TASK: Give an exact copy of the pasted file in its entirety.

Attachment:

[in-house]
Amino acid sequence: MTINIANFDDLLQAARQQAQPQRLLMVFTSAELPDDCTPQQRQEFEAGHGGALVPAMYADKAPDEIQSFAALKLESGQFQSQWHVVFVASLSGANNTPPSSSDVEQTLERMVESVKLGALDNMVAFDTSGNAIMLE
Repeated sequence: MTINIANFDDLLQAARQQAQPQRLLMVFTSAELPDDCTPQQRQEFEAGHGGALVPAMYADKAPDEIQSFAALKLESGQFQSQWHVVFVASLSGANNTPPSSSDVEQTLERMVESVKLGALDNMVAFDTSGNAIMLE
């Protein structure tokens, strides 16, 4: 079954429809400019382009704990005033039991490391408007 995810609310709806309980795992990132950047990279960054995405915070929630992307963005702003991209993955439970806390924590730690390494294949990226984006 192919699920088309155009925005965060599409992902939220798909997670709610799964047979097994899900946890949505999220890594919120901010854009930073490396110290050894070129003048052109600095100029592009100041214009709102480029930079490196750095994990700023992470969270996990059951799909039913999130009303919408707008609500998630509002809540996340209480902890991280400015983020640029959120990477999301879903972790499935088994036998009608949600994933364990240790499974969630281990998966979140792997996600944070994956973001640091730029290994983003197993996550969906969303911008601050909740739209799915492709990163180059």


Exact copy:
[in-house]
Amino acid sequence: MTINIANFDDLLQAARQQAQPQRLLMVFTSAELPDDCTPQQRQEFEAGHGGALVPAMYADKAPDEIQSFAALKLESGQFQSQWHVVFVASLSGANNTPPSSSDVEQTLERMVESVKLGALDNMVAFDTSGNAIMLE
Repeated sequence: MTINIANFDDLLQAARQQAQPQRLLMVFTSAELPDDCTPQQRQEFEAGHGGALVPAMYADKAPDEIQSFAALKLESGQFQSQWHVVFVASLSGANNTPPSSSDVEQTLERMVESVKLGALDNMVAFDTSGNAIMLE
């Protein structure tokens, strides 16, 4: 079954429809400019382009704990005033039991490391408007 995810609310709806309980795992990132950047990279960054995405915070929630992307963005702003991209993955439970806390924590730690390494294949990226984006 192919699920088309155009925005965060599409992902939220798909997670709610799964047979097994899900946890949505999220890594919120901010854009930073490396110290050894070129003048052109600095100029592009100041214009709102480029930079490196750095994990700023992470969270996990059951799909039913999130009303919408707008609500998630509002809540996340209480902890991280400015983020640029959120990477999301879903972790499935088994036998009608949600994933364990240790499974969630281990998966979140792997996600944070994956973001640091730029290994983003197993996550969906969303911008601050909740739209799915492709990163180059």